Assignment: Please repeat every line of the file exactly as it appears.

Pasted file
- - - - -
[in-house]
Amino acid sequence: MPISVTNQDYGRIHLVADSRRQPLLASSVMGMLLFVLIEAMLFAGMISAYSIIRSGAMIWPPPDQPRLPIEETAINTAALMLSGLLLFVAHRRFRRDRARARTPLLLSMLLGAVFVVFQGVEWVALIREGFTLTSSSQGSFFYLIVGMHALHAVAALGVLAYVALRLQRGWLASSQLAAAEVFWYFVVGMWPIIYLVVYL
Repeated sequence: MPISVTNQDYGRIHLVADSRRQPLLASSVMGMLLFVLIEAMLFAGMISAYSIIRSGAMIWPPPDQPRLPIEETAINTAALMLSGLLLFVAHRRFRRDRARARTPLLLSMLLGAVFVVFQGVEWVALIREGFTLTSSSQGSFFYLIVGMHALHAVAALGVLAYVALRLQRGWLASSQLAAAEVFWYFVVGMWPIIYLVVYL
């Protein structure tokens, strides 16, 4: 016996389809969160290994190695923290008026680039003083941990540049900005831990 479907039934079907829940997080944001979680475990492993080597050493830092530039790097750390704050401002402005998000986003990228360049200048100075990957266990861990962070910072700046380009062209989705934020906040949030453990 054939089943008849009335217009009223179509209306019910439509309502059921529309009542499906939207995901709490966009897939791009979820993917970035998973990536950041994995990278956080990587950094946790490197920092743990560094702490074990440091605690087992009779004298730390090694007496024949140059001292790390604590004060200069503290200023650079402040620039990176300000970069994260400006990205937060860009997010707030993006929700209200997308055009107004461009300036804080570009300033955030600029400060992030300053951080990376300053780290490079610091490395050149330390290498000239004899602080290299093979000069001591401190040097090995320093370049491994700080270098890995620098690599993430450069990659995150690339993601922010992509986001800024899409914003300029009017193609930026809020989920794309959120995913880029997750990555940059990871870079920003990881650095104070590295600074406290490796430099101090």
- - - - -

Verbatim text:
[in-house]
Amino acid sequence: MPISVTNQDYGRIHLVADSRRQPLLASSVMGMLLFVLIEAMLFAGMISAYSIIRSGAMIWPPPDQPRLPIEETAINTAALMLSGLLLFVAHRRFRRDRARARTPLLLSMLLGAVFVVFQGVEWVALIREGFTLTSSSQGSFFYLIVGMHALHAVAALGVLAYVALRLQRGWLASSQLAAAEVFWYFVVGMWPIIYLVVYL
Repeated sequence: MPISVTNQDYGRIHLVADSRRQPLLASSVMGMLLFVLIEAMLFAGMISAYSIIRSGAMIWPPPDQPRLPIEETAINTAALMLSGLLLFVAHRRFRRDRARARTPLLLSMLLGAVFVVFQGVEWVALIREGFTLTSSSQGSFFYLIVGMHALHAVAALGVLAYVALRLQRGWLASSQLAAAEVFWYFVVGMWPIIYLVVYL
């Protein structure tokens, strides 16, 4: 016996389809969160290994190695923290008026680039003083941990540049900005831990 479907039934079907829940997080944001979680475990492993080597050493830092530039790097750390704050401002402005998000986003990228360049200048100075990957266990861990962070910072700046380009062209989705934020906040949030453990 054939089943008849009335217009009223179509209306019910439509309502059921529309009542499906939207995901709490966009897939791009979820993917970035998973990536950041994995990278956080990587950094946790490197920092743990560094702490074990440091605690087992009779004298730390090694007496024949140059001292790390604590004060200069503290200023650079402040620039990176300000970069994260400006990205937060860009997010707030993006929700209200997308055009107004461009300036804080570009300033955030600029400060992030300053951080990376300053780290490079610091490395050149330390290498000239004899602080290299093979000069001591401190040097090995320093370049491994700080270098890995620098690599993430450069990659995150690339993601922010992509986001800024899409914003300029009017193609930026809020989920794309959120995913880029997750990555940059990871870079920003990881650095104070590295600074406290490796430099101090």